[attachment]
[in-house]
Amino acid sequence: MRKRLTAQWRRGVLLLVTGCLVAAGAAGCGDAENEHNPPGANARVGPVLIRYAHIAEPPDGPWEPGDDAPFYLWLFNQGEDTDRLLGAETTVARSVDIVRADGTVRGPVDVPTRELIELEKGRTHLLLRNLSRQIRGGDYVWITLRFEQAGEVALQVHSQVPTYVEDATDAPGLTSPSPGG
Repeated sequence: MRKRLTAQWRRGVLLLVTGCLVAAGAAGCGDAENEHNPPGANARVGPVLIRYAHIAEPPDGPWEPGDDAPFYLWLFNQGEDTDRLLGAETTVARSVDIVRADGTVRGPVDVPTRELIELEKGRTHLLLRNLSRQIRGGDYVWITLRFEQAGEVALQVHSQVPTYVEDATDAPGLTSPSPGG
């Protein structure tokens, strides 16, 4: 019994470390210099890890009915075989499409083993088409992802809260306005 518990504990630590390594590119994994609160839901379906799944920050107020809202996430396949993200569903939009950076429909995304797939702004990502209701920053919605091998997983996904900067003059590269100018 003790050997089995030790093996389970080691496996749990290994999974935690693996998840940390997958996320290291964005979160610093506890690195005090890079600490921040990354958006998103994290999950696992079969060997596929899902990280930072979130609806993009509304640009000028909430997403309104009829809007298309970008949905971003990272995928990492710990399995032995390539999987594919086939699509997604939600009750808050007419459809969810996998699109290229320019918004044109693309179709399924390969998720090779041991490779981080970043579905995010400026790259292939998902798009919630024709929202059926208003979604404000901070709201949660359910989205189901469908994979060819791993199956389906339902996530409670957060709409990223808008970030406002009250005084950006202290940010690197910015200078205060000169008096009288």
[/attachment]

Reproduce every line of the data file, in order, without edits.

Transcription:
[in-house]
Amino acid sequence: MRKRLTAQWRRGVLLLVTGCLVAAGAAGCGDAENEHNPPGANARVGPVLIRYAHIAEPPDGPWEPGDDAPFYLWLFNQGEDTDRLLGAETTVARSVDIVRADGTVRGPVDVPTRELIELEKGRTHLLLRNLSRQIRGGDYVWITLRFEQAGEVALQVHSQVPTYVEDATDAPGLTSPSPGG
Repeated sequence: MRKRLTAQWRRGVLLLVTGCLVAAGAAGCGDAENEHNPPGANARVGPVLIRYAHIAEPPDGPWEPGDDAPFYLWLFNQGEDTDRLLGAETTVARSVDIVRADGTVRGPVDVPTRELIELEKGRTHLLLRNLSRQIRGGDYVWITLRFEQAGEVALQVHSQVPTYVEDATDAPGLTSPSPGG
């Protein structure tokens, strides 16, 4: 019994470390210099890890009915075989499409083993088409992802809260306005 518990504990630590390594590119994994609160839901379906799944920050107020809202996430396949993200569903939009950076429909995304797939702004990502209701920053919605091998997983996904900067003059590269100018 003790050997089995030790093996389970080691496996749990290994999974935690693996998840940390997958996320290291964005979160610093506890690195005090890079600490921040990354958006998103994290999950696992079969060997596929899902990280930072979130609806993009509304640009000028909430997403309104009829809007298309970008949905971003990272995928990492710990399995032995390539999987594919086939699509997604939600009750808050007419459809969810996998699109290229320019918004044109693309179709399924390969998720090779041991490779981080970043579905995010400026790259292939998902798009919630024709929202059926208003979604404000901070709201949660359910989205189901469908994979060819791993199956389906339902996530409670957060709409990223808008970030406002009250005084950006202290940010690197910015200078205060000169008096009288």